Injuries stirred interest in medicine
Ex-player now Cougars’ orthopedic surgeon
Tue., Aug. 18, 2009
1987 and now – (The Spokesman-Review)
PULLMAN – If college is truly a training ground for the rest of your life, Ed Tingstad’s most important classes were held in the training room.
You know, the place where they helped him rehab from three surgeries and six broken bones.
The place where the former Washington State University running back decided to become an orthopedic surgeon.
“That kind of stirred my interest,” said the now Dr. Ed Tingstad, who serves as Washington State’s orthopedic surgeon. “I had an injury in high school that required surgery as well and the surgeon who cared for me in high school mentored me.”
It was just after that, back in 1984, when Tingstad first stepped on the Pullman campus, recruited as a quarterback and a baseball player. But a thumb injury soon derailed his chances of becoming the next Jack Thompson and eventually forced a position change, to running back.
After redshirting his first year, he gained 247 yards on 64 carries over the next four, with 154 yards coming his sophomore season. That total included 68 yards on 10 carries against USC, his most productive game in crimson and gray.
But his senior year highlight wasn’t a touchdown run or a diving catch but instead winning the National Football Foundation’s scholar-athlete award. It came with $7,000 for medical school.
Never a star – except possibly to the training staff – Tingstad did carry a 3.81 grade-point average and, thanks to that early encouragement in high school, knew he would some day be a doctor.
But it took him a while to realize his true calling.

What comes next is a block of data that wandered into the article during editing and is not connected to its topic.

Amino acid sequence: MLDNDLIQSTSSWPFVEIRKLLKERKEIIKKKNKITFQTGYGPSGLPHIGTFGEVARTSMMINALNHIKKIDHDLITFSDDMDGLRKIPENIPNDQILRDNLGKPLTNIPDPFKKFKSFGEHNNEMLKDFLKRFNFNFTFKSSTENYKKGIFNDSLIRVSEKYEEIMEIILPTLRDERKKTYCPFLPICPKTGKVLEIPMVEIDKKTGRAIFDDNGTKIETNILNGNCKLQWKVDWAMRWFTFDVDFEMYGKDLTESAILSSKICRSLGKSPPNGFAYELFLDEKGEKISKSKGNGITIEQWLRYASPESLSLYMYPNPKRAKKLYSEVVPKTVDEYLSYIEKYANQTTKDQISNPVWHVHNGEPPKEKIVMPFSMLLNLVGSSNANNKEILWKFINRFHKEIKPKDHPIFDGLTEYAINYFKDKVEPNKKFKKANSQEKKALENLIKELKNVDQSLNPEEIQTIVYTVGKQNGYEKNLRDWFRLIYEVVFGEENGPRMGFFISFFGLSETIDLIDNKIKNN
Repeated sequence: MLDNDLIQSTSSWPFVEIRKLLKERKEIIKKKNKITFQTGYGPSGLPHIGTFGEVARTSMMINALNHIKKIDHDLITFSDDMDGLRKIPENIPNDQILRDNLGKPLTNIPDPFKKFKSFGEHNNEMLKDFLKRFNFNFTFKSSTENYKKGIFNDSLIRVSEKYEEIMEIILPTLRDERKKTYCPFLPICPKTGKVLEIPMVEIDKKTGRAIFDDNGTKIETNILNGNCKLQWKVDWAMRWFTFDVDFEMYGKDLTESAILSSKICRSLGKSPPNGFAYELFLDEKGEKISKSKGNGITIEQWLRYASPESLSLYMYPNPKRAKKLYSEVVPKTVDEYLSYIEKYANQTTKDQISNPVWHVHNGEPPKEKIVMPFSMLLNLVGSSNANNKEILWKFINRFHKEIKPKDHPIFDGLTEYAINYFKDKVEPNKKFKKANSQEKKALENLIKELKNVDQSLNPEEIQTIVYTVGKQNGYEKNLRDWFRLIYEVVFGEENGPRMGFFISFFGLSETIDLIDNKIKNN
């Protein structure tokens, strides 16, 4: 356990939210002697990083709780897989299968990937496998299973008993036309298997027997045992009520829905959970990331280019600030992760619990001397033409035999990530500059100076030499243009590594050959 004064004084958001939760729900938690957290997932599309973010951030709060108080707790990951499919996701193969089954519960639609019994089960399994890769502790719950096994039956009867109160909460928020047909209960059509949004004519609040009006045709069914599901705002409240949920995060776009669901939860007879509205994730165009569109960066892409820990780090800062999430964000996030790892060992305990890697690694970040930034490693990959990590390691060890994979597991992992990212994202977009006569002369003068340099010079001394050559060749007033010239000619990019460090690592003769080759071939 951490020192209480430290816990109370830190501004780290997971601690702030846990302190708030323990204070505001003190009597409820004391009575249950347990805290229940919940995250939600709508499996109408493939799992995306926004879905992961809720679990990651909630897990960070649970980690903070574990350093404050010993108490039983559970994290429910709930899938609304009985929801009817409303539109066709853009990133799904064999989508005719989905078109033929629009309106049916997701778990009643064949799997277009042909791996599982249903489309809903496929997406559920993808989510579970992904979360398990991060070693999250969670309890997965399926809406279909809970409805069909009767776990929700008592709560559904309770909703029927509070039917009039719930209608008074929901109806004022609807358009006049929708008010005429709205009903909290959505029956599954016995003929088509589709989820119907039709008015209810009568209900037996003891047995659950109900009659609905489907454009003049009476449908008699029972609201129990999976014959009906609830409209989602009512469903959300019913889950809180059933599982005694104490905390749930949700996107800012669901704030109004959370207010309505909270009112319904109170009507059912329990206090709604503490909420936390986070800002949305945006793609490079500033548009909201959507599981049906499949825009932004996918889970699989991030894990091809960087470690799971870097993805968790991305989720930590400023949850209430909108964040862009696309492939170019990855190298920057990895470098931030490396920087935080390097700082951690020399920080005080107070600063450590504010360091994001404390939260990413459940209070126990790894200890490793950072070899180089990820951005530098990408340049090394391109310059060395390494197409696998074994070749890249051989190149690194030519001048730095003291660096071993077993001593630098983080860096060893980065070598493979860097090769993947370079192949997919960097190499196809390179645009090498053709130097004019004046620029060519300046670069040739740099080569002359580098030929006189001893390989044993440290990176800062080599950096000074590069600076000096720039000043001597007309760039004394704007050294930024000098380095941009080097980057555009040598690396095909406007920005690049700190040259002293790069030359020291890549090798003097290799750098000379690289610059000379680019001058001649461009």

Medical school at the University of Washington led to a family medicine internship in Spokane.
“I did a year of family practice training and realized, I can’t do this,” Tingstad said. “I went into the director and said, ‘You know sir, I can’t do this.’ … He asked me what I was going to do and I said ‘I’m going to do orthopedics.’ ”
So Tingstad packed up and headed to Nashville, Tenn., for orthopedic training at Vanderbilt. His first job in sports medicine? At UW, as one of the Huskies team doctors.
“I spent an Apple Cup on the purple sidelines, in Seattle,” Tingstad admitted. “I had a crimson shirt on underneath my purple and gold UW physician shirt.”
Which shows how much he wanted to get back to Pullman. The chance came in 2000. He moved into the practice he still has.
It’s here that Tingstad and wife Laura are raising their family, sons Joey (11) and Samuel (8) and daughter Abby (10).
“They are kind of why we really like Pullman,” he said, “because this is a great place to be a kid.”
And it’s also where he gets to do a job he loves.
“It’s fun,” he said of his calling. “No offense, but what I get to do is fun. I almost enjoy my job too much.”
Besides, he has first-hand knowledge of what his patients are going through. Probably more than most physicians.
“I sat there and I watch my career become ‘how do I not get hurt again?’ ” Tingstad admitted. “So you see that. You try and remember that hey, this is a 20-year-old kid who has all the normal anxieties of being a kid and try to help them through the process.
“That’s a real privilege.”
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